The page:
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Women in Leadership panel shares advice, experience

Daisy+Galeana%2C+Lida+Raifa%2C+Sara+R.+Roldan%2C+Debra+Sterling+Roy%2C+Irene+Tassie+and+Tabitha+Burke+made+up+the+Women+in+Leadership+panel+on+Nov.+30.+
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Women in Leadership panel shares advice, experience

Daisy Galeana, Lida Raifa, Sara R. Roldan, Debra Sterling Roy, Irene Tassie and Tabitha Burke made up the Women in Leadership panel on Nov. 30.

Daisy Galeana, Lida Raifa, Sara R. Roldan, Debra Sterling Roy, Irene Tassie and Tabitha Burke made up the Women in Leadership panel on Nov. 30.

Nathan Godderis

Daisy Galeana, Lida Raifa, Sara R. Roldan, Debra Sterling Roy, Irene Tassie and Tabitha Burke made up the Women in Leadership panel on Nov. 30.

Nathan Godderis

Nathan Godderis

Daisy Galeana, Lida Raifa, Sara R. Roldan, Debra Sterling Roy, Irene Tassie and Tabitha Burke made up the Women in Leadership panel on Nov. 30.

by Nathan Godderis, Staff Writer

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On Nov. 30, a Women in Leadership panel took place on campus, which brought together six influential women to discuss their careers and personal experiences.

The meeting was focused on helping elevate women in their communities and in the workforce, and the women on the panel were there to help motivate and guide college students in their transition from college to the workforce.

The meeting was organized by environmental engineering senior Lorelay Mendoza, who worked with the Center for the Advancement of Students in Academia (CASA) to get in contact with the speakers. Mendoza was prompted to organize this when she met with Lida Raifa, the dean of Student Success and Equity at Grossmont College, who told her about the problems with women in leadership.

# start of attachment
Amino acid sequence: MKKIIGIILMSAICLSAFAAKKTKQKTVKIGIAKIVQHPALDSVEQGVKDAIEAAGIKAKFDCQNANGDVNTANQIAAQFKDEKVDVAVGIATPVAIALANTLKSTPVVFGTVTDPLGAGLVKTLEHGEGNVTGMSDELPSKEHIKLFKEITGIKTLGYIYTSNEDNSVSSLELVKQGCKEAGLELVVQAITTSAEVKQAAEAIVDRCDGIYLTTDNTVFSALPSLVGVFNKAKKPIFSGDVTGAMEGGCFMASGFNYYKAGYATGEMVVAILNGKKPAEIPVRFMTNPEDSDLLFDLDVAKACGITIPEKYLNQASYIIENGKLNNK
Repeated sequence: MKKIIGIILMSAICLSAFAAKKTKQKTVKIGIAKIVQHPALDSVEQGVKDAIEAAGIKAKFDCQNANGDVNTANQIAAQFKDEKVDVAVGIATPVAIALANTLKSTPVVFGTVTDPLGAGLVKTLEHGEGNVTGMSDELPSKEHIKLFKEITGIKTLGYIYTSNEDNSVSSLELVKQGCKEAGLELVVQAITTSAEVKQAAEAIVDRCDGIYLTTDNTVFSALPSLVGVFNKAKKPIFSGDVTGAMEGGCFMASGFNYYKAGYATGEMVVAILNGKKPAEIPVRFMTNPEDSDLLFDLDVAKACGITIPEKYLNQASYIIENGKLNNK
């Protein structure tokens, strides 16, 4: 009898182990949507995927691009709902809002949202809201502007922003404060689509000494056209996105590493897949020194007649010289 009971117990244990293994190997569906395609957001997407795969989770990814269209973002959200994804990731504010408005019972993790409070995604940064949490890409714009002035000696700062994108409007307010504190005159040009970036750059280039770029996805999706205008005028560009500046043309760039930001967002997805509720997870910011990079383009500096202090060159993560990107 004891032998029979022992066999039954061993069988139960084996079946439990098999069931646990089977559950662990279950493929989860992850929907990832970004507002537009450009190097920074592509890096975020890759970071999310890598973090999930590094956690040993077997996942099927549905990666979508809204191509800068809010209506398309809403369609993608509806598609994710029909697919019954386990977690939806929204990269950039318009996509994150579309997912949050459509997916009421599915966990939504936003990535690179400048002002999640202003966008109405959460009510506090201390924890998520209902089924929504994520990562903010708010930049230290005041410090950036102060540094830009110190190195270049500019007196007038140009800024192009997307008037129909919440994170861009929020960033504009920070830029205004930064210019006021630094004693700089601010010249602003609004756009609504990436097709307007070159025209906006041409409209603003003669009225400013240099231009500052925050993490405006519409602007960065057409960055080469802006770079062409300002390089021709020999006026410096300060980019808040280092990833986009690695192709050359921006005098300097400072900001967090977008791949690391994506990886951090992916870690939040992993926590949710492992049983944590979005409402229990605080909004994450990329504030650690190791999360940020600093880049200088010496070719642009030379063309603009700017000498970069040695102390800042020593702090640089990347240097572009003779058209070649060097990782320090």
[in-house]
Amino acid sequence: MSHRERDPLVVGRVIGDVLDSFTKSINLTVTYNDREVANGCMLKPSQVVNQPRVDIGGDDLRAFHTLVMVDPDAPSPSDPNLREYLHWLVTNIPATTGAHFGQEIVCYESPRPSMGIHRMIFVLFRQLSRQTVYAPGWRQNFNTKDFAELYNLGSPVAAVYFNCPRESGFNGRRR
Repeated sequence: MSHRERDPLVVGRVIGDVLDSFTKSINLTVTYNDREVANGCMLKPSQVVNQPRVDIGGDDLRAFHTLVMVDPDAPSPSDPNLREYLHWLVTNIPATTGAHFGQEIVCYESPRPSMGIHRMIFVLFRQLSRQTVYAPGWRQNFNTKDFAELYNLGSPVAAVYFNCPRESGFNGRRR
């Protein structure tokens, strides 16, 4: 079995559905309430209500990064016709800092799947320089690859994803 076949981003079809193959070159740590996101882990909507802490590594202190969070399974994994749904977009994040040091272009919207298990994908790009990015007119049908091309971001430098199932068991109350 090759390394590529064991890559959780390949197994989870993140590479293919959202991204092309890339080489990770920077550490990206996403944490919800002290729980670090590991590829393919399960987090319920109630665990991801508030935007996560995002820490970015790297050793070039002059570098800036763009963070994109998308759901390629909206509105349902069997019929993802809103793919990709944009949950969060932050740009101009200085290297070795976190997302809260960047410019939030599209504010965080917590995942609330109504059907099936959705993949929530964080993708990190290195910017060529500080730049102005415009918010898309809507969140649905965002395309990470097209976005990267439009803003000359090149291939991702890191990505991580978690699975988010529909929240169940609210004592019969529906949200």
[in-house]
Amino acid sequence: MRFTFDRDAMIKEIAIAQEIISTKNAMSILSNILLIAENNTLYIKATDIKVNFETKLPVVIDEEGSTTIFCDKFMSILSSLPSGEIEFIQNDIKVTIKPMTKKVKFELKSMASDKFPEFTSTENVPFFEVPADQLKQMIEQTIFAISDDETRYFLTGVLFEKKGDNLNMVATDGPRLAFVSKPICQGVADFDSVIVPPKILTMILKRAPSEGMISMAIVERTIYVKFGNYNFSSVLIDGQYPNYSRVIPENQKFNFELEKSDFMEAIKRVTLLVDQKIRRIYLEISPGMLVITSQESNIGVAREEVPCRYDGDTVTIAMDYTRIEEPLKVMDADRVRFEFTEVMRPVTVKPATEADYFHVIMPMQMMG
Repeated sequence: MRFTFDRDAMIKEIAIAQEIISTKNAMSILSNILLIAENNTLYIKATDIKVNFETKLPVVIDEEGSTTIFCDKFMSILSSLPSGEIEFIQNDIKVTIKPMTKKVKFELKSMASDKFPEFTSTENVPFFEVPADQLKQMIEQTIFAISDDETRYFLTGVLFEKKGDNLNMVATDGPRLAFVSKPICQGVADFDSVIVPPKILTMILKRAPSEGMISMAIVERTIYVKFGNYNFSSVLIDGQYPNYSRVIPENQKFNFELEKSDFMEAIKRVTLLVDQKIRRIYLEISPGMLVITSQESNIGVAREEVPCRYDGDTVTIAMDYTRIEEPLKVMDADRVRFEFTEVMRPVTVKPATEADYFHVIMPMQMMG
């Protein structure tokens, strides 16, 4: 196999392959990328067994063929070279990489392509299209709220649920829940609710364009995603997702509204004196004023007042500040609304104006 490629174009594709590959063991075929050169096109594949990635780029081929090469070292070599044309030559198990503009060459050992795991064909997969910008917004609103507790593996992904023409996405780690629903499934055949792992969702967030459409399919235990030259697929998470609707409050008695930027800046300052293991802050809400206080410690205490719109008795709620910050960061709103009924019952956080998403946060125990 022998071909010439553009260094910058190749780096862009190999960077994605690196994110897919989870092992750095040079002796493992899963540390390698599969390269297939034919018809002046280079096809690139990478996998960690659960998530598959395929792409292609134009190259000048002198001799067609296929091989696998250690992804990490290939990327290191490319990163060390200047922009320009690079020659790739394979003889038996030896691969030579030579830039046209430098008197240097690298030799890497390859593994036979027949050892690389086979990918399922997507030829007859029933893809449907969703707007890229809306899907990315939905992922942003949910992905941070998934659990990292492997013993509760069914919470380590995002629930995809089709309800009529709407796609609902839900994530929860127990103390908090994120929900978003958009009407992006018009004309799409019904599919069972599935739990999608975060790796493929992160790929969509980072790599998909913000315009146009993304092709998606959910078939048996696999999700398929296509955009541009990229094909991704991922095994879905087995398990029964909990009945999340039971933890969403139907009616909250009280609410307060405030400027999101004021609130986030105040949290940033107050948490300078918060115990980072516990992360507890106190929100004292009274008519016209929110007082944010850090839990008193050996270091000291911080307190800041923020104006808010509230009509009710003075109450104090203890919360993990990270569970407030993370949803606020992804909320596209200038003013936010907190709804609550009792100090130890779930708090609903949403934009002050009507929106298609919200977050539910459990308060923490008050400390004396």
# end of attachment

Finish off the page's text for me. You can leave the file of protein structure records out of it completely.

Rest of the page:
“She talked about her research on female presidents and the community college system and how we hold ourselves back from positions, or sometimes, we’ll wait for things like having to check every single box on the requirements for a job before we apply to it,” Mendoza said, “It made me realize that there was a lack of representation of women in leadership positions, and I wanted to bring that to SDSU and my peers.”

The six speakers all came from diverse backgrounds and occupations. Daisy Galeana, an SDSU alumna and Mexican immigrant is a technical manager for Solar Turbines Inc., who has found a lot of success in the corporate world and spoke a lot about the challenges of being a Hispanic woman going into STEM.  

Rafia spoke about improving equity at SDSU and women elevating themselves in certain situations.

Sara R. Roldan, a director of intercultural communication, said she educates and trains law enforcement to improve how they deal with mental health, disabilities and minority status. She spoke about the struggles of being a woman in the workplace and how building connections is important.

Debra Sterling Roy has been an engineer for over 25 years and has come a long way in the workforce. She spoke about the challenges of being one of the only women in her field, and the limitations of women in STEM.

Irene Tassie, an SDSU alumna, is a support specialist at a biotech company and has run her own dog-walking business. She talked about how to deal with stress and coworkers in the workplace.

Tabitha Burke works in business management and has done a variety of jobs. She spoke about networking, finding jobs and building self-confidence at a company.

The women at the panel are also available as mentors for college students. Roldan came to the meeting due to the fact that she was also once an SDSU student with questions.

“When I was a student, I gained a lot of mentors that came through this panel, so I know how important they are for students, therefore I always make the time,” Roldan said.

The panel wasn’t just meant to help women — men sat in the audience, as well, to hear the speakers. One male military construction officer asked a question about helping integrate women in his program, and it sparked a conversation on what male employers could do differently in the workplace to make it more inclusive for women.

“We all want the same, we want equality, we want to see more women everywhere,” Roldan said, “So it’s not so much the difference, it’s that we want to unite ourselves because we’re so fragmented, so we can help each other, we need to help each other to elect each other.”

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